Sport on TV: Hype, tension and a surfeit of half-volleys

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IT WAS only a few weeks back that no less a figure than Sir Paul Fox, a man who had in his time been Head of Everything at the BBC, was questioning the appeal of Test match cricket on terrestrial television. Faced with cricket's desire to make more money from satellite broadcasters and with what looked like yet another losing series for England, Fox's logic seemed soundly based.

But one gallant rearguard action at Old Trafford followed by the confrontation between Mike Atherton's glove and Allan Donald's painted lips at Trent Bridge and suddenly it was game on again, especially as England were deemed to have a chance of winning. Deemed, that is, by the BBC's sports trailer department who milked the footage of Donald's minstrel mouth going into overdrive in order to pump up the public's anticipation of the Headingley showdown.

News reports also added fuel to the fire by telling us that there was a mad scramble for tickets, that an alcohol ban would be enforced on "the notorious Western Terrace" and that spectators in fancy dress were to be banned. We were therefore drawn to the BBC screens on Thursday morning with our bloodlust rising. Would the BBC replace their old soul-limbo theme with music from a Clint Eastwood spaghetti western? Would Geoffrey Boycott conduct a pitch inspection in white Imperial robes with a flaming cross in his hand? Would Alec Stewart swallow the coin at the toss and dare Hansie Cronje to guess whether he was heads or tails? (All these ideas were taken from a top-secret BSkyB presentation document which has fallen into my hands.)

The first disappointment was that Boycs was not allowed to do the pitch inspection, presumably because he is still on a version of broadcasting parole for alleged offences on foreign soil. Instead the task was delegated to David Gower who, despite the bare, cracked appearance of the pitch, nevertheless detected "some moisture below it". Whether Gower was displaying divining expertise here or merely fantasising about a hidden wine cellar I cannot say, but it soon became clear that the decisive element of the first day would not be the pitch but the wind.

Out on the pitch the gusts so disconcerted Donald that he could barely get a ball on line let alone threaten a dismissal and when he finally came face-to-face with Atherton his first delivery ended in an anti-climactic wide. Up in the commentary box the wind factor was even stronger as Boycott continued to press the case for an imminent bloodbath. "You'll get batsmen coot in `arf at `eadingley on overcast days like this," he promised.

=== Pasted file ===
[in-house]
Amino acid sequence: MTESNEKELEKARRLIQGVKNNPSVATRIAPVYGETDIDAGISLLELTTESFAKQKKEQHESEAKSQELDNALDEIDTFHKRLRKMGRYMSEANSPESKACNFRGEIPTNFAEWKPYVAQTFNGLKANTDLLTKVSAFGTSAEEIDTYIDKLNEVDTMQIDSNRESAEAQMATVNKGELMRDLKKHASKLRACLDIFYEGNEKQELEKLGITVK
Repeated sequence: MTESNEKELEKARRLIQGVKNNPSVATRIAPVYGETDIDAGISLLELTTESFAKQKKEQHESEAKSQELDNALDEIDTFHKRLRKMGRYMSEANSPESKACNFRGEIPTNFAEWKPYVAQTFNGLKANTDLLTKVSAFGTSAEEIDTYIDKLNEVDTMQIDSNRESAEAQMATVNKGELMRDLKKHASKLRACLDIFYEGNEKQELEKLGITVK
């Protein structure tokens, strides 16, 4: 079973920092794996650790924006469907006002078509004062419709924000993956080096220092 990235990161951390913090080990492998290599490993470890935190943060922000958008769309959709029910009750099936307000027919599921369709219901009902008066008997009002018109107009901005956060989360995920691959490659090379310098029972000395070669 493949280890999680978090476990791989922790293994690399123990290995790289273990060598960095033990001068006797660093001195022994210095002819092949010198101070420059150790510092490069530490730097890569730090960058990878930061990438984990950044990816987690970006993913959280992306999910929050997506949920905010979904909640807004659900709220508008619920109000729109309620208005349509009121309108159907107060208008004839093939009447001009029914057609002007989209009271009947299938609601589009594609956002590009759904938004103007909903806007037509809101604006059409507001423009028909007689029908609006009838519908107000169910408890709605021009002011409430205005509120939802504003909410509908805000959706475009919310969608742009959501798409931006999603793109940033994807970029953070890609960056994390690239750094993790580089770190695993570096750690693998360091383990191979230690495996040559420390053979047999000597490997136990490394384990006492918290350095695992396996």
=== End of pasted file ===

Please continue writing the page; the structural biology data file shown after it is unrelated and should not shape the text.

It took the arrival of the evergreen Richie Benaud to bring some perspective to the proceedings as he calmly but accurately noted "one of the more ordinary sessions of bowling". I have long believed that, like the late James Hunt in motor racing, Benaud is the ultimate reader of his sport because he neither sells it short nor sells it cheap. He won't play the hype game, preferring to find interest in all the minor stratagems that go into making cricket's subtext.

It was Benaud who first dared to point out that after all the pre-fight froth there was "a disappointing crowd". Those of us who have studied these matters could have guessed that the Tykes would hold on to their money for the first day because there was a risk of a shower. There was also a notable absence of fancy dress, although 10 men had managed to get into the ground posing as Test-class English batsmen, but they were soon found out. Indeed when Graeme Hick came in to face Donald, Boycott dangerous predicted "a good hour's combat". If only.

The indelible point to be made about cricket, whether it is hyped or not, is that the game can change with every ball - who could have guessed that England would spill three catches in almost as many balls on Friday afternoon? - so that being lured into making predictions is really the pursuit of fool's gold.

In the BBC's other main sports coverage of the week, the Stockholm Grand Prix (BBC2), many of the athletes were in pursuit of a diamond awarded to anyone who broke a stadium record. Given that athletics has become a pretty sick blend of narcissism and leisure-wear marketing this seemed entirely in keeping with the spirit of the sport. I felt particularly sorry for the poor Swedish girl charged with handing a bouquet of flowers to the winners as they crossed the line. No sooner had the competitors received their little gift than they tossed them into the crowd without a look. Nice.

Had any of Chelsea's footballers been so rewarded in the Gelderland Tournament (C5), they would have had trouble finding a crowd to toss their flowers to. Despite a state-of-the-art stadium with retracting roof, and teams such as Flamengo and Atletico Madrid as well as their own Vitesse Arnhem, the fans could smell a training exercise dressed up as a tournament a mile away. What price the European Super League if and when it comes around?

Greg Wood is on holiday